Saturday, December 26, 2009

A memorable Christmas


Can you recall a Christmas holiday when things went awry?

Well, it happened to me this year. My family and I had just returned from a cruise in late December and ate way too much, so the last thing on our mind was to have another big feast. However, two days before Christmas, my sister and I decided on an impromptu get-together. We planned our menu (the usual suspects were ham, turkey with cranberry sauce, mashed potatoes, stuffing and gravy, pumpkin pie and something refreshing - Jello cheesecake. For hors d'ouvres, we decided on deviled eggs and black-eyed pea salsa) for 13 and went shopping. Oh my, what a zoo!

On Christmas eve, we started to make butter cookies and gingerbread cookies, only to realize that we did not have cookie cutters. I went hunting for them in my neighborhood stores with a mere two hours before they shut down for the holidays. Of course I couldn't find any. So we improvised. Needless to say, the cookies were not photogenic.

The next day was Christmas Day. We got up bright and early to start cooking. Our 15-lb turkey was in the oven for almost 3 hours (with 45 mins more to go) when lo and behold, the power went out. This cannot be happening. It had rained during the night, and we could see dark clouds from the back of the house, but nothing ominous to warrant a blackout. Was every household cooking up a storm, draining the power grid? Hard to believe. So, we waited, and waited. And waited some more. Thirty minutes later, still no power. With guests arriving in two hours, we were starting to be concerned. We have a half-cooked turkey and a ham that has yet to be heated through. Many thoughts crossed our minds. We initiated plan B, which was to move the turkey outside and cook it on the BBQ grill. It was a tad windy, but warm, in the high 60s. Merely fifteen minutes on the grill and the power came back on. We turned around and moved everything back to the oven and the stovetop.

Meantime, I had started to peel the hard-boiled eggs. Apparently, I had either boiled it too long or did not soak them in cold-enough water because the shells would not peel off without ripping the egg white. The solution? I saved the eggs for another meal. Thank goodness the black-eyed pea salsa was a winner!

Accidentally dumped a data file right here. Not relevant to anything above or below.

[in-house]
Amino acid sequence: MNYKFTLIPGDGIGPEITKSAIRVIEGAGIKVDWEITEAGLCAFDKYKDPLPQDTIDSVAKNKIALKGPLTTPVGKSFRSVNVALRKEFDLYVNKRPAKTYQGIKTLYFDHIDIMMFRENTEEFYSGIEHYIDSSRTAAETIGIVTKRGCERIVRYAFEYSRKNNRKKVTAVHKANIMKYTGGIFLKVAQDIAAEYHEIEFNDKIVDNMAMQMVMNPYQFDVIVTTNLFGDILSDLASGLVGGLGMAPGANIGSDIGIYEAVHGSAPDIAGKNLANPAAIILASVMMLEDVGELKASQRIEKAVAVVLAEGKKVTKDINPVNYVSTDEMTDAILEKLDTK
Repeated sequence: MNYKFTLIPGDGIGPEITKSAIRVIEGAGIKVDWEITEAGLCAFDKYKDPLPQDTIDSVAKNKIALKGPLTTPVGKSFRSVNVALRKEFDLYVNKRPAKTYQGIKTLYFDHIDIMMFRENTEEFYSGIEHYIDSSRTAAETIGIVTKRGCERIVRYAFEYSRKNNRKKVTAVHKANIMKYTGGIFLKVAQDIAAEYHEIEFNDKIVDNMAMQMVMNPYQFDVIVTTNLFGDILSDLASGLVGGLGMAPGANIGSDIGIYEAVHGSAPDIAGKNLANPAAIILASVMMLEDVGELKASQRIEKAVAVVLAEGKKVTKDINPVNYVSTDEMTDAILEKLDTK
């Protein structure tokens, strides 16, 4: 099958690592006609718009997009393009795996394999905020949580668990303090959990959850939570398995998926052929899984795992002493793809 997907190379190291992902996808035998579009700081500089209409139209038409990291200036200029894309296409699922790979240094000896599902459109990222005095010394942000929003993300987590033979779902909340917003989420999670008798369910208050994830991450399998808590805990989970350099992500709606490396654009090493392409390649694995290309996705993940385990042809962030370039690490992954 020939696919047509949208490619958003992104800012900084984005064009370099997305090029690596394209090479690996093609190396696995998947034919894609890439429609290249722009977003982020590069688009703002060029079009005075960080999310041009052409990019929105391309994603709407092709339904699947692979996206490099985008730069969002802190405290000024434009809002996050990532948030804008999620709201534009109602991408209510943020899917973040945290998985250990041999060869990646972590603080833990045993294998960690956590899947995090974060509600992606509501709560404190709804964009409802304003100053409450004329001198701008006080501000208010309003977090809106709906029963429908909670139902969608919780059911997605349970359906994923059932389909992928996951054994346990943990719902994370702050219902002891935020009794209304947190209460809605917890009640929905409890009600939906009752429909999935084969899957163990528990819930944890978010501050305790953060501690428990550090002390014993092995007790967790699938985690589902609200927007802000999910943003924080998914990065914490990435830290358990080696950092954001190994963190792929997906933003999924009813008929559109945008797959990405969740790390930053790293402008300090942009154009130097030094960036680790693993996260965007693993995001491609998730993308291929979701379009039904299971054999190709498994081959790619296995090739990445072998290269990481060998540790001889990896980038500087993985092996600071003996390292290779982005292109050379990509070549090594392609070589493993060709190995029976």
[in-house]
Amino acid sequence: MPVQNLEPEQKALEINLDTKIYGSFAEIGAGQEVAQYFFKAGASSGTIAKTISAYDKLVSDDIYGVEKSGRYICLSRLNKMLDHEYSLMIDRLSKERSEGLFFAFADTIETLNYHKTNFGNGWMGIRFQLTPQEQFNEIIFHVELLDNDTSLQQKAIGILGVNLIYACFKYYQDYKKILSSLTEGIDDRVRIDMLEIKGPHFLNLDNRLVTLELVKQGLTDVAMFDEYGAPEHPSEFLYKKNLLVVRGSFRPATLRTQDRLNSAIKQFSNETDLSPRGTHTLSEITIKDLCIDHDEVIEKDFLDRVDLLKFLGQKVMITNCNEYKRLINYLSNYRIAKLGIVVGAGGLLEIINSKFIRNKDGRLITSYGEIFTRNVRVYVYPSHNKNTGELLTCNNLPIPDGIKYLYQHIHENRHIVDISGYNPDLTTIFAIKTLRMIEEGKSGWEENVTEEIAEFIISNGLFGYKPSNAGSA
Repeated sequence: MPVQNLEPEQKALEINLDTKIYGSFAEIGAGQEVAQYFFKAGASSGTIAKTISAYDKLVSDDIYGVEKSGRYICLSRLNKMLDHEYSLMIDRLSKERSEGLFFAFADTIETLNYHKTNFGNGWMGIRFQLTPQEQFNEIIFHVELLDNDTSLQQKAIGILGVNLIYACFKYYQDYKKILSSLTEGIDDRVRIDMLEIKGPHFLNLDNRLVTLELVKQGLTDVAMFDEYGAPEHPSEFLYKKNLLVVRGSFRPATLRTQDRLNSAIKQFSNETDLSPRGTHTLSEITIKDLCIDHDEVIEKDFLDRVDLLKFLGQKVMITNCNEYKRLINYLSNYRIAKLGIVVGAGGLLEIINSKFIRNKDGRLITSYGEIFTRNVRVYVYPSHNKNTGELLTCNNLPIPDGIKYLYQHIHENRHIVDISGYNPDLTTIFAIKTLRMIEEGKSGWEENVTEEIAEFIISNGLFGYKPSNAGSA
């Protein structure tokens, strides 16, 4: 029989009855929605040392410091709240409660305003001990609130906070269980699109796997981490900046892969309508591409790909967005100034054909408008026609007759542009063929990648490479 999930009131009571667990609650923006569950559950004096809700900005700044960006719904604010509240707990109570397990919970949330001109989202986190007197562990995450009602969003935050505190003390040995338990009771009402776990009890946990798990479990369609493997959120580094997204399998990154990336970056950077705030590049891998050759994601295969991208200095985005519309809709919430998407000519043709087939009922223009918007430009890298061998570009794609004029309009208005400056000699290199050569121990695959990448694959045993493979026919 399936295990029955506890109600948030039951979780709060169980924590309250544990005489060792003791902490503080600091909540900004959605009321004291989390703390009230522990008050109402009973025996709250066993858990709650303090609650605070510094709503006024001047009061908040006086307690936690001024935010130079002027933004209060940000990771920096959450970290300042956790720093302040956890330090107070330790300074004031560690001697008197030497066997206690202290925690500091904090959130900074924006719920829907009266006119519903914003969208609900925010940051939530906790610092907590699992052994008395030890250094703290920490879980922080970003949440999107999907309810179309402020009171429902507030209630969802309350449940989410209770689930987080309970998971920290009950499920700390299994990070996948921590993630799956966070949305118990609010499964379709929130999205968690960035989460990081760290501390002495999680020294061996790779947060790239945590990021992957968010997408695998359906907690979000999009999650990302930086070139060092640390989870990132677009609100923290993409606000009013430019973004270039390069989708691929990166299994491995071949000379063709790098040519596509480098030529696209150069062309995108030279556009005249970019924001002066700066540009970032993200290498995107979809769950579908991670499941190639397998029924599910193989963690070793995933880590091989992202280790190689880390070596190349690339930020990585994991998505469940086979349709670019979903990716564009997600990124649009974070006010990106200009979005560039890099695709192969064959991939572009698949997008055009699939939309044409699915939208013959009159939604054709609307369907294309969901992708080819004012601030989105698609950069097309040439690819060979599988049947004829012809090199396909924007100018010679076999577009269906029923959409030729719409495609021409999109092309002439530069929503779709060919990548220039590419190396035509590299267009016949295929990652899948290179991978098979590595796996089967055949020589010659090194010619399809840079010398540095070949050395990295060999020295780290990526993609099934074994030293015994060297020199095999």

In spite of the panic, everything turned out delicious. We hope your Christmas holiday was memorable (in a good way) and exciting as well. To joy and peace!

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Friday, December 4, 2009

Christmas lights at Gaylord Opryland Hotel, Nashville, Tennessee


Christmas lights inside the Gaylord Opryland Hotel
Whenever people visit us in Tennessee, we almost always take them to Nashville, and one of our favorite stops is the Gaylord Opryland Hotel. The nine-acres of jaw-dropping indoor gardens with 50,000 tropical plants and trees, along with waterfalls and cascades, restaurants and retail stores, never fail to impress us or our visitors. If walking the nine-acre complex is too much, you can opt for a Mississippi-style flatboat ride on the river that meanders around the resort.

Having spent eight winters in sunny Florida, I was so ready for a magical Christmas experience, something akin to a Winter Wonderland, perhaps with some ice-skating, along with sensational Christmas lights. So when I heard about the Christmas lighting ceremony at the Gaylord Opryland Resort Hotel & Convention Center in Nashville on Nov 19, I persuaded my husband to stay in Chattanooga until then (we usually leave after Halloween), so we can drive over to Nashville to see the Christmas lights.

My expectations were raised even higher when I learned that Travel Channel's Extreme Christmas show had touted the Gaylord Opryland Hotel to be "the most Christmassy hotel in the U.S." So, here I was, thinking Christmas in New York City or Longwood Gardens in Kennett Square, Pennsylvania, my two favorite Christmas destinations.

Well, I was disappointed. The ambience at the Gaylord Opryland Hotel was not as festive as I had envisioned it. I did not see carolers, Santa, or even a whiff of snow. The only Christmas music I heard was in the restrooms! We saw one beautifully decorated Christmas tree in the Delta atrium, with throngs of tourists all over it trying to capture its beauty on camera. There were some spectacular lights in the Cascades atrium (see above picture.)

The fountain show was disappointing too. For some unknown reason, the show was delayed some 45 minutes. This small section got very crowded with families. No one knew what was going on. You would think that a hotel in Nashville, the capital of country music, would have thought of hiring a musician to entertain its guests with Christmas songs or music. I hope it was because they were swamped by all the shows and events happening the first weekend of the holiday season. Anyway, enjoy the video, and Merry Christmas to you and your family!


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